Secrets That Cellmates Of Notorious Prisoners Didn't Keep

Jailhouse informants, who are often referred to as "snitches," have, at times, helped prosecutors secure convictions of some of the country's most notorious criminals. However, the testimony given by informants, who are often cellmates, has also been criticized as unreliable. As reported by Behind the Badge, informants often seek compensation in exchange for testimony.

In some cases, however, "informants" have actually helped their cellmates in significant ways. Eric Riddick, who shared a cell with rapper Meek Mill, was serving a life sentence for the 1991 shooting of William Catlett. However, he insisted he was wrongfully convicted. As reported by 100.3 Philadelphia, Meek Mill became convinced of Riddick's innocence and began a campaign for his exoneration as soon as he was released.

Meek Mill's efforts to have authorities reexamine Riddick's case led to his ultimate release from prison. Although the deal required a plea of no contest, Eric Riddick is now a free man.

Most jailhouse informants provide information relevant to an inmate's conviction. However, others are simply willing to expose their cellmate's secrets because they are famous.

Michael Bruno, who was in a cell next to Ted Bundy, said Bundy wasn't well liked due to the nature of his crimes. However, as reported by Associated Press, Bundy and Bruno became friends and often played handball together when they were granted time in the exercise yard. Bruno also said Ted Bundy was always polite with Bruno's family when they came to the prison for visits.

Shayna Hubers' former cellmate said she parades around in the nude for attention

Shayna Hubers is currently serving life in person for the 2012 murder of her then-boyfriend Ryan Poston. As reported by WCPO, Shayna was originally convicted in 2015 and sentenced to 40 years in prison. However, she was granted a retrial when it was revealed that one of the original jurors failed to disclose they were a convicted felon.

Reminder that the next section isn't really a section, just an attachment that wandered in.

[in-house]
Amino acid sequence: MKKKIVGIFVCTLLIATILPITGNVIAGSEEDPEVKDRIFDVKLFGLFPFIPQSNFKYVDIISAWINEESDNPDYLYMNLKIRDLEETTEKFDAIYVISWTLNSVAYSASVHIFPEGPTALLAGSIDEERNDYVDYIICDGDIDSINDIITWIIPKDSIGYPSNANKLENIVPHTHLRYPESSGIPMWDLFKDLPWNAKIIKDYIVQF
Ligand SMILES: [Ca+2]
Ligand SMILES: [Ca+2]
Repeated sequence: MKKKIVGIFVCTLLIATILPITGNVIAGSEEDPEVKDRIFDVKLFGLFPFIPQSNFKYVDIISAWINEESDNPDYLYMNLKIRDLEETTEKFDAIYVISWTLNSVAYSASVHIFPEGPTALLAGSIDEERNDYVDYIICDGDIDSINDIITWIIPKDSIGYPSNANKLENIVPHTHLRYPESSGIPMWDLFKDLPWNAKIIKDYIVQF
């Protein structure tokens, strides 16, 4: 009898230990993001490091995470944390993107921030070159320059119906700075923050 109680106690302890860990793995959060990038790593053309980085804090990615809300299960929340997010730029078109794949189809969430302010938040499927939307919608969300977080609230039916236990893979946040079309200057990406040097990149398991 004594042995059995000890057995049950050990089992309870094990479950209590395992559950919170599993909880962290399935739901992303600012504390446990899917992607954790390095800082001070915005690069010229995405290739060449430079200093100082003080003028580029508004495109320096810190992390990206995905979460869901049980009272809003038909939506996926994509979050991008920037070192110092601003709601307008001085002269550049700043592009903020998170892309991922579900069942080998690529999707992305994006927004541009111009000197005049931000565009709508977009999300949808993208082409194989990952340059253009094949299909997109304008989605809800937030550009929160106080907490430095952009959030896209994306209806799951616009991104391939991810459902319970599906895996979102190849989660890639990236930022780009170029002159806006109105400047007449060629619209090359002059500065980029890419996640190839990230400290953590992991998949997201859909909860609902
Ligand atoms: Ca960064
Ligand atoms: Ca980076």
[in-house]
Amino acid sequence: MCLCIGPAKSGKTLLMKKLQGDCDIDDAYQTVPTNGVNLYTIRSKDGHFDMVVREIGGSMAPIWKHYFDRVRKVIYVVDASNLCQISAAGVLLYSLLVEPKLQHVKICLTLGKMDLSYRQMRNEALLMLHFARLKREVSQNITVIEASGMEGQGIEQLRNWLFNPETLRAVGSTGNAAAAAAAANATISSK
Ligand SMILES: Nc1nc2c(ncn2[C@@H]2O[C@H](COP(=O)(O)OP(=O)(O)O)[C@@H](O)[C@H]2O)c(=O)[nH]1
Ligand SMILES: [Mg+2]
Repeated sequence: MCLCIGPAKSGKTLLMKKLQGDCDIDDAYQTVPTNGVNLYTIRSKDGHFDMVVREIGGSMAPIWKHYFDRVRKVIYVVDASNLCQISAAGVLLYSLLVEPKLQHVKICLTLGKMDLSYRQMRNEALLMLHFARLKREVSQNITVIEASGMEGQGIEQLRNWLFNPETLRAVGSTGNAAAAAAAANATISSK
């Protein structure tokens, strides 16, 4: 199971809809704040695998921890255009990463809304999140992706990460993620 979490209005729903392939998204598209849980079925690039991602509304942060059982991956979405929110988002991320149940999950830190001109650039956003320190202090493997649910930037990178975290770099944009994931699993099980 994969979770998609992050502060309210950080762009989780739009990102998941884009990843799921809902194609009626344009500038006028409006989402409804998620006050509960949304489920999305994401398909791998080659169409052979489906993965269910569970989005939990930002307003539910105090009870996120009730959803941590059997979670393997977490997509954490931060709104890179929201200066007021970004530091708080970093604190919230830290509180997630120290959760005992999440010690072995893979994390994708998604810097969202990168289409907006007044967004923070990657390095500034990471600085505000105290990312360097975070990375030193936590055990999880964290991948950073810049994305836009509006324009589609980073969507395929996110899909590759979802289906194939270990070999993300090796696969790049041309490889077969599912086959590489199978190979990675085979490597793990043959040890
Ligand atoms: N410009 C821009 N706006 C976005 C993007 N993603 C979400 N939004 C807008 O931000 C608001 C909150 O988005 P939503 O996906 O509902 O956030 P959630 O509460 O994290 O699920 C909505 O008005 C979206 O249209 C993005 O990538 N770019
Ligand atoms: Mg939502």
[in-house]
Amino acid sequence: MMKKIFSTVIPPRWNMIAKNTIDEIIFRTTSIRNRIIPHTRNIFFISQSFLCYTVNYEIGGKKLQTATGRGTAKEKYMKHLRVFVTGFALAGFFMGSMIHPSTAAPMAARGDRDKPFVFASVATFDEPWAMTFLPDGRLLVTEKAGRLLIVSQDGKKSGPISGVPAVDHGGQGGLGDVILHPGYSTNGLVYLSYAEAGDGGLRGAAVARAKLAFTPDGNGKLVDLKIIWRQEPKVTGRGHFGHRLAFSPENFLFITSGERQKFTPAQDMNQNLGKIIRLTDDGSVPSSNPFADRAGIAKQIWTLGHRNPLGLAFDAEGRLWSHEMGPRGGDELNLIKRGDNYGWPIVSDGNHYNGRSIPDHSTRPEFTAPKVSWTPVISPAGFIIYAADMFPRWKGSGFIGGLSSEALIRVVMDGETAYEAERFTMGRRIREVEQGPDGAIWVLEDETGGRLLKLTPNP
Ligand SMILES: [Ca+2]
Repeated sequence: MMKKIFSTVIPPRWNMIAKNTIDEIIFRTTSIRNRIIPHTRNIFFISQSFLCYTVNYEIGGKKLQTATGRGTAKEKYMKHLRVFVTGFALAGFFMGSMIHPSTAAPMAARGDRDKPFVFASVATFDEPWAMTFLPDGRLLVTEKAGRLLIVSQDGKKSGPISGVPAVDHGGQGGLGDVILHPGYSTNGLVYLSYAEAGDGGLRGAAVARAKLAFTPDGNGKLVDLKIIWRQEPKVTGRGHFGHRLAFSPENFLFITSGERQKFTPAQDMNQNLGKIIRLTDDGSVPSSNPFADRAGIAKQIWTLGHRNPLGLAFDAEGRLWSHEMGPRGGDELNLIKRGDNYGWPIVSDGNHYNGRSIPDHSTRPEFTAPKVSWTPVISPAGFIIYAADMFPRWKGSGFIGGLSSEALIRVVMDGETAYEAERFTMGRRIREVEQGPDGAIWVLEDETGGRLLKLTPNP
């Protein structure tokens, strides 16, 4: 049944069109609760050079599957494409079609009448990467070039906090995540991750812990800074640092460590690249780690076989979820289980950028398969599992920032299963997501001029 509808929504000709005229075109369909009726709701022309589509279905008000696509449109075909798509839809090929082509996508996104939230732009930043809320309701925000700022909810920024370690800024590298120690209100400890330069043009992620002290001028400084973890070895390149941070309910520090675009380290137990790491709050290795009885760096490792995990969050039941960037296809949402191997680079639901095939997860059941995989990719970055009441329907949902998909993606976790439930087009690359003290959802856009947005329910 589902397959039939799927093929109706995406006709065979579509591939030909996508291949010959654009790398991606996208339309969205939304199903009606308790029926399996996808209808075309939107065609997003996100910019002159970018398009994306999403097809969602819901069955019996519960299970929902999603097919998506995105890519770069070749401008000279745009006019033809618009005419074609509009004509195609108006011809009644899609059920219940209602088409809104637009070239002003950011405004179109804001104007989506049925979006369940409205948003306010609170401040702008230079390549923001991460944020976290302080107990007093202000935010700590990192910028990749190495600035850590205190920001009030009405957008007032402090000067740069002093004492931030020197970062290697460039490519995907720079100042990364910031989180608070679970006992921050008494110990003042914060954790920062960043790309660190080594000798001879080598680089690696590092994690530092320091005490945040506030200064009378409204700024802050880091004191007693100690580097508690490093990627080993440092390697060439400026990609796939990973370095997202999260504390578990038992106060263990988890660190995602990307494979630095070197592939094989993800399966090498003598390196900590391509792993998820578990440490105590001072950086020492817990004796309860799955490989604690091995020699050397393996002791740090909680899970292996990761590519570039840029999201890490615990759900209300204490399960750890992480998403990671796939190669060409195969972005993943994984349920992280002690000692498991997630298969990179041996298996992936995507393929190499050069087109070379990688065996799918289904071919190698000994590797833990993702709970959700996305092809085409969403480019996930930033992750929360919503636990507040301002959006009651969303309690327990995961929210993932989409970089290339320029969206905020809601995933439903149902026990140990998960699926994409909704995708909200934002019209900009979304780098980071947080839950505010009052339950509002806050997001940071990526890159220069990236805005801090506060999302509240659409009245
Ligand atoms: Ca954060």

During the second trial, Shayna Hubers' former cellmate, Donna Dooley, testified that Shayna has "no remorse at all." Dooley testified that Shayna would openly cry and express remorse during recorded phone calls. However, as reported by WCPO, she would "wink ... and smile and tell [Dooley and others] she was such a good actress." Hubers also told her cellmate there are "worse crimes than murder."

Holly Nivens, who is another of Shayna Hubers' former cellmates, said Shayna would go to great lengths to gain the attention of male inmates who were working in the women's facility. As reported by InTouch, Nivens said Shayna walked around in a white tank top and panties whenever male inmates were in the cellblock. She also tried to engage them in conversation, despite repeated warnings from the guards.

Nivens said Shayna Hubers would also "run out of her room naked to get attention from the guards." At the conclusion of her second trial, Shayna Hubers was convicted once again for the murder of Ryan Poston and was sentenced to life in prison.

Former inmate shares secrets about Charles Manson

On January 25, 1971, Charles Manson was found guilty on seven counts of murder and multiple counts of conspiracy to commit murder. He was ultimately sentenced to life in prison.

Willie Mendez, whose cell was next to Manson's, shared details about his interactions with Manson in a book titled "Charles Manson Behind Bars: The Crazy Antics and Amazing Revelations of America's Icon of Evil." Mendez, who Manson nicknamed "Box Car," initially felt contempt toward his neighbor. However, he eventually got to know Manson on a more personal level.

In an interview with the podcast "True Murder," which was transcribed and provided by Podgist, Mendez's co-author, Mark Hewitt, said Mendez provided a "very, very vivid portrayal" of Charles Manson. Mendez said Charles Manson displayed an overall sense of paranoia about anyone entering his cell, and therefore rarely left his cell for showers or time in the yard. When he did leave his cell, he asked others, including Mendez, to let him know if anyone entered the cell while he was gone.

Willie Mendez also said Charles Manson, who had an abundance of money, was "very generous" with his fellow inmates, and often bought them soup and other foods.